36. Ge, J., and Isgor, O. B. (2006). On the Numerical Solution of Laplace’s Equation with Nonlinear Boundary Conditions for Corrosion of Steel in Concrete. ISCCBE Conference (CD-Rom), Montreal, Canada. 
  37. Ge, J., and Isgor, O. B. (2007). Effects of Tafel slope, exchange current density and electrode potential on the corrosion of steel in concrete. Materials and Corrosion(1995), 58(8), 573-582. 
  38. Geenen, F. M. (1991). Characterization of Organic Coatings With Impedance Measurements. Doctoral Dissertation, Delft University of Technology, 
  39. Ghods, P., Isgor, O. B., and Pour-Ghaz, M. (2007). A Practical Method for Calculating the Corrosion Rate of Uniformly Depassivated Reinforcing Bars in Concrete. Mater. Corros., 58(4), 265-272. 
  40. Ghods, P., Isgor, O. B., & McRae, G. (2009)The Effect of Concrete Pore Solution Composition on the Quality of Oxide Films on Black Steel Reinforcement. Cement and Concrete Composites, 31(1), 2-11. 
  41. GjØrv, O. E., Vennesland, Ø., and El-Busiady, A. H. S. (1977). Electrical Resistivity of Concrete in the Oceans. Proc., 9th Annual Offshore Technology Conference, Houston, Texas, 581-588. 
  42. González, J. A., Cobo, A., González, M. N., & Feliu, S. (2001). On-site determination of corrosion rate in reinforced concrete structures by use of galvanostatic pulses. Corrosion Science, 43(4), 611-625. 
  43. Gowers, K. R., & Millard, S. G. (1999). Measurement of Concrete Resistivity for Assessment of Corrosion Severity of Steel Using Wenner Technique. ACI Materials Journal, 96(5) 
  44. Gowers, K. R., Millard, S. G., Gill, J. S. and Gill, R. P. (1994). programmable Linear Polarization Meter for Determination of Corrosion Rate of Reinforcement in Concrete Structures. Br. Corros. J., 29(1), 25-32.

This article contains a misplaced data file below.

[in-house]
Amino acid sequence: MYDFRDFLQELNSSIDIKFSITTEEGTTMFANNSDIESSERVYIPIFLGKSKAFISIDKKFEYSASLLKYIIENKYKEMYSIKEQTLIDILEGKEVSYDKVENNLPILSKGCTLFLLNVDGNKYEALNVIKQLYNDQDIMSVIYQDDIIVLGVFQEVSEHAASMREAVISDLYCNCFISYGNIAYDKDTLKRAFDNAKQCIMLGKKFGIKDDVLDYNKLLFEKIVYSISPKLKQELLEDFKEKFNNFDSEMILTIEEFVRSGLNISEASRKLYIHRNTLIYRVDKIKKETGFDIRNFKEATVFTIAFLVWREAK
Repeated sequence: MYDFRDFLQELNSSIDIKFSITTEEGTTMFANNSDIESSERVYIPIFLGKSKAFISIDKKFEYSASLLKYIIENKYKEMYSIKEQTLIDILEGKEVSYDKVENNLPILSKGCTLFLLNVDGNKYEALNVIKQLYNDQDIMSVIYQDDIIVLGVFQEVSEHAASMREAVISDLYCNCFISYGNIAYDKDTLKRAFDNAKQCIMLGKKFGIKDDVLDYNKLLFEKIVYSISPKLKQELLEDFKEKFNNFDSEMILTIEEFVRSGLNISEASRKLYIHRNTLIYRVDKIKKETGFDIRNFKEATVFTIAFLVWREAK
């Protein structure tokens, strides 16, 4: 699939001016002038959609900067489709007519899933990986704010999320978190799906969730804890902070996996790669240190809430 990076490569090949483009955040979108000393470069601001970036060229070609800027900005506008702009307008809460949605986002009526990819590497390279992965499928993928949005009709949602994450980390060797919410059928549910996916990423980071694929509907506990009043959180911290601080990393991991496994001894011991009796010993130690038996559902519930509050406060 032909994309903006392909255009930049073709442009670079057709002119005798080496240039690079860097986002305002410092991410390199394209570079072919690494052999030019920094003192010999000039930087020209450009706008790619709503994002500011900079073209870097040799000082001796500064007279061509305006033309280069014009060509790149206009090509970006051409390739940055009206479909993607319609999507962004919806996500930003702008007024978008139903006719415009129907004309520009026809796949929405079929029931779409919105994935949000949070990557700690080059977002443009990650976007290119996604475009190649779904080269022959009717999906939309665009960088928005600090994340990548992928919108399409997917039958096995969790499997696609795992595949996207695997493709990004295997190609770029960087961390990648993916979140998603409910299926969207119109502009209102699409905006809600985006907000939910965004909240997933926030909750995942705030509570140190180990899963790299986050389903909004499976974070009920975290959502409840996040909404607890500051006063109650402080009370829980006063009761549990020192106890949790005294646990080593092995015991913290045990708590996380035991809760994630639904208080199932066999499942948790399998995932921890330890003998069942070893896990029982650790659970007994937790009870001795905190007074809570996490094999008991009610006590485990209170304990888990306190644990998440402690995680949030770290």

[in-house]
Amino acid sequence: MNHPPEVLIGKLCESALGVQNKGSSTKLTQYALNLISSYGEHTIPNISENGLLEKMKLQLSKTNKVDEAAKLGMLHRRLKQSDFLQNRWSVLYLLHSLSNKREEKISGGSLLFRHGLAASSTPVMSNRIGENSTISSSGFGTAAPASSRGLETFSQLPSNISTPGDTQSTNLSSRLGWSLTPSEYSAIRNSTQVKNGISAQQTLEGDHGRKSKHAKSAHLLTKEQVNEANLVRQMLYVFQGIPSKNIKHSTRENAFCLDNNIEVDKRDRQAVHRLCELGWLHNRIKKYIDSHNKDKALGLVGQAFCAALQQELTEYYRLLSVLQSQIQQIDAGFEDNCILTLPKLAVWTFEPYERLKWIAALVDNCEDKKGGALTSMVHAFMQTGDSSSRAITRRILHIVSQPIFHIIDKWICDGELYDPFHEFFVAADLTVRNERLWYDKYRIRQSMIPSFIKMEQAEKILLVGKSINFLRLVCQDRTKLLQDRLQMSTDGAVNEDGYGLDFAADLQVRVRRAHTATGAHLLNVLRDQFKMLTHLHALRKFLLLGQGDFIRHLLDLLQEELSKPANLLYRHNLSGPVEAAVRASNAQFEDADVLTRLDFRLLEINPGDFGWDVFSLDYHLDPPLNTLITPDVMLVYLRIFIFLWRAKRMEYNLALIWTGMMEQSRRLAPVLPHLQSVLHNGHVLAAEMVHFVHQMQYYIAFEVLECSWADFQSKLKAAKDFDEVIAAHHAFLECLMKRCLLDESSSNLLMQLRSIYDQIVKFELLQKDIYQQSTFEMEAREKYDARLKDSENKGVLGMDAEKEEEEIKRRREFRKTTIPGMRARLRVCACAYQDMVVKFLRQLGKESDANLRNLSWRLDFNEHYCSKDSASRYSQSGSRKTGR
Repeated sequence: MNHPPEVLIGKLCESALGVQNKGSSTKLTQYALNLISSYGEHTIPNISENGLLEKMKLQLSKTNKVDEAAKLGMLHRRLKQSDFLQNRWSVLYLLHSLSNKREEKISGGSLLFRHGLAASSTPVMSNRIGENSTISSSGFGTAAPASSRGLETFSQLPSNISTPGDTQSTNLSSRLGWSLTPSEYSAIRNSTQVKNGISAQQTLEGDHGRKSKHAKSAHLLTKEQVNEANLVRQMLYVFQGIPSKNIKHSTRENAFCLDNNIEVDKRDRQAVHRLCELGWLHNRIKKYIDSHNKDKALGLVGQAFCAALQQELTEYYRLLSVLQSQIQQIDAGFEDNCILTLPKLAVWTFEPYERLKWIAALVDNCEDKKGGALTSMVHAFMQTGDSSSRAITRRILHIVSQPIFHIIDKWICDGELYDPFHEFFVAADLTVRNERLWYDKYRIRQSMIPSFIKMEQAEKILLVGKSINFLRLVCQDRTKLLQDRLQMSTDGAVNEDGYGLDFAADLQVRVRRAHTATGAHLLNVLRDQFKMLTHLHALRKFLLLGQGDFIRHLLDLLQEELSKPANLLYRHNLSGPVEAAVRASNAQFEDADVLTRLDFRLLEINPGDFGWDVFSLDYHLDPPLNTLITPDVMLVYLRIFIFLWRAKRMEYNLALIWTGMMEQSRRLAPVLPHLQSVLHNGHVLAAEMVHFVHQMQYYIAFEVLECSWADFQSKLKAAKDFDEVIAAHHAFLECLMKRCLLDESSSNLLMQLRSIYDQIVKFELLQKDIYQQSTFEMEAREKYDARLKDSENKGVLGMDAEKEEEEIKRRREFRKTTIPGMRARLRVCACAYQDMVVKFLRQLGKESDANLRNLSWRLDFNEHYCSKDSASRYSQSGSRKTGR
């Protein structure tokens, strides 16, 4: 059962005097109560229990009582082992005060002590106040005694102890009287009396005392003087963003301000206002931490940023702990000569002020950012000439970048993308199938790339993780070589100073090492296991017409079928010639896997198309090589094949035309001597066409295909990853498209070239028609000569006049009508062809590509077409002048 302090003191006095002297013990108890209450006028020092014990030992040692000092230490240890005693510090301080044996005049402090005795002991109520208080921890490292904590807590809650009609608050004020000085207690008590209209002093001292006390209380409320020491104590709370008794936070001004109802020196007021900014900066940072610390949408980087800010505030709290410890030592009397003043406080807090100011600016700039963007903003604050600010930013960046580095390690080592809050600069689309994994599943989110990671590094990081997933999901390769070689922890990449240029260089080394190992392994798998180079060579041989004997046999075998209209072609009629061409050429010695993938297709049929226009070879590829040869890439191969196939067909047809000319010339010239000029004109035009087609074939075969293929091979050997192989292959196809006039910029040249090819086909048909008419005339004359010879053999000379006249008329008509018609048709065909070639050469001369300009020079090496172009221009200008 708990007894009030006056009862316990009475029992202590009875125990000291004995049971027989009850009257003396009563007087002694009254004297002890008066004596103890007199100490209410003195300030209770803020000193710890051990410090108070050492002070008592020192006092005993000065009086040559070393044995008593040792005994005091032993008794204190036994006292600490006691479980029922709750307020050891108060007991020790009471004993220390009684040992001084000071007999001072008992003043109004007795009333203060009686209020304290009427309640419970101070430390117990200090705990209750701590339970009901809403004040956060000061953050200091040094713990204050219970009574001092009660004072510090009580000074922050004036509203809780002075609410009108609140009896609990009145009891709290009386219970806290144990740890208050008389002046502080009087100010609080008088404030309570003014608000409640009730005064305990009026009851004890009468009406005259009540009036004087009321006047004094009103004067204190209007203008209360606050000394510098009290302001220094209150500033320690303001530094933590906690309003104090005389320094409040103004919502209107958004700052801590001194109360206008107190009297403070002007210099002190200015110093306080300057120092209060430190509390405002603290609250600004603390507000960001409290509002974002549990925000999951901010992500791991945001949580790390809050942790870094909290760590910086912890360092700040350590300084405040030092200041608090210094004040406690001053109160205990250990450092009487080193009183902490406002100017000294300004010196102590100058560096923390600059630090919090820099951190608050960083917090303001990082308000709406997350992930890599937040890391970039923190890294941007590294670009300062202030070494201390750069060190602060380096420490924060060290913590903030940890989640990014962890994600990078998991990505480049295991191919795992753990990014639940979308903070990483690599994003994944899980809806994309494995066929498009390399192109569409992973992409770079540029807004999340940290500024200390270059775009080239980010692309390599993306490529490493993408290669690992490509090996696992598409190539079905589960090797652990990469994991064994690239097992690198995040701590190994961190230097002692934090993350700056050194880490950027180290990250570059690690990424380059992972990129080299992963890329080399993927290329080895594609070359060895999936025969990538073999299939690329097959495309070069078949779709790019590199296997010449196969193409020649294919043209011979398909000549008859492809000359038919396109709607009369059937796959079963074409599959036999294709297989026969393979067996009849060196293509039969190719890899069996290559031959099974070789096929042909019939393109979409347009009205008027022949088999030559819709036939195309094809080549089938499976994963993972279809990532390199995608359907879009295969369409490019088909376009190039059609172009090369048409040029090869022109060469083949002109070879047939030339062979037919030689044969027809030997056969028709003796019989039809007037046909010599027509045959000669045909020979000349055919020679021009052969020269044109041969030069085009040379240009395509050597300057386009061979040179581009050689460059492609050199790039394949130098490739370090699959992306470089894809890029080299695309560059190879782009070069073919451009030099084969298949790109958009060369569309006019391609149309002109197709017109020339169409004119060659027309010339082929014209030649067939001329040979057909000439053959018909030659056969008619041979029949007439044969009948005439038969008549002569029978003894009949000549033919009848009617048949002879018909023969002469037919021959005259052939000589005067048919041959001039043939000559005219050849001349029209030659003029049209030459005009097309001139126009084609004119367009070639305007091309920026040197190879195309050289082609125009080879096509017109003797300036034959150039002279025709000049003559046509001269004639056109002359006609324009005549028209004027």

45. Gu, P., & Beaudoin, J. J. (1998). Obtaining Effective Half-Cell Potential Measurements in Reinforced Concrete Structures. Institute for Research in Construction: Construction Technology Update, 18(4) 
  46. Gulikers, J. (2005). Theoretical Considerations on the Supposed Linear Relationship between Concrete Resistivity and Corrosion Rate of Steel Reinforcement. Mater. Corros., 56(6), 393-403. 
  47. Isgor, O. B., and Razaqpur, A. G. (2004). Finite Element Modeling of Coupled Heat Transfer, Moisture Transport and Carbonation Processes in Concrete Structures. Cem. Concr. Compos., 26(1), 57-73. 
  48. Jackson, P. D. (1981). Focussed electrical resistivity arrays: some theoretical and practical experiments. Geophysical Prospecting, 29(4), 601-626. 
  49. John, D. G. (1981). Use of AC impedance technique in studies on steel in concrete in immersed conditions. British Corrosion Journal, 16(2) 
  50. Jones, D. A. (1996). Principles and Prevention of Corrosion (ed.). 
  51. Kranc, S. C., & Sagüés, A. A. (1993). Computation of Reinforcing Steel Corrosion Distribution in Concrete Marine Bridge Substructures. Corrosion National Association of Corrosion Engineers Annual Conference. 
  52. Kranc, S. C., and Sagues, A. A. (1994). Computation of Reinforcing Steel Corrosion Distribution in Concrete Marine Bridge Substructures. Corrosion, 50(1), 50-61. 
  53. Langford, P., & Broomfield, J. P. (1987). Monitoring the corrosion of reinforcing steel. Construction Repair, 1(2), 32-36. 
  54. Law, D. W., Millard, S. G., & Bungey, J. H. (2000). Linear polarisation resistance measurements using a potentiostatically controlled guard ring. NDT & E International, 33(1), 15-21. 
  55. Li, D., Flis, J., Sehgal, A., Kho, Y. T., & Saboi, S. (1992). Condition Evaluation of Concrete Bridges Relative to Reinforcement Corrosion. Volume 2. Method for Measuring the Corrosion Rate of Reinforcing Steel. 
  56. Luping, T. (2002). Calibration of the Electrochemical Methods for the Corrosion Rate Measurement of Steel in Concrete NORDTEST Project No. 1531-01. SP RAPPORT-STATENS PROVNINGSANSTAL. 
  57. Martinez, I., Andrade, C., Rebolledo, N., Bouteiller, V., Marie-Victoire, E., & Olivier, G. (2008). Corrosion Characterization of Reinforced Concrete Slabs with Different Devices. Corrosion-Houston TX, 64(2), 107. 
  58. Matsuoka, K., Kihira, H., Ito, S., & Murata, T. (1988). Corrosion Monitoring for Reinforcing Bars in Concrete. Corrosion Rates of Steel in Concrete, , 103-117. 
  59. Millard, S. G., & Gowers, K. R. (1992). Resistivity assessment of in-situ concrete: the influence of conductive and resistive surface layers. Structures and Buildings, 94(4), 389-396. 
  60. Millard, S. G., Law, D., Bungey, J. H., & Cairns, J. (2001). Environmental influences on linear polarisation corrosion rate measurement in reinforced concrete. NDT & E International, 34(6), 409-417.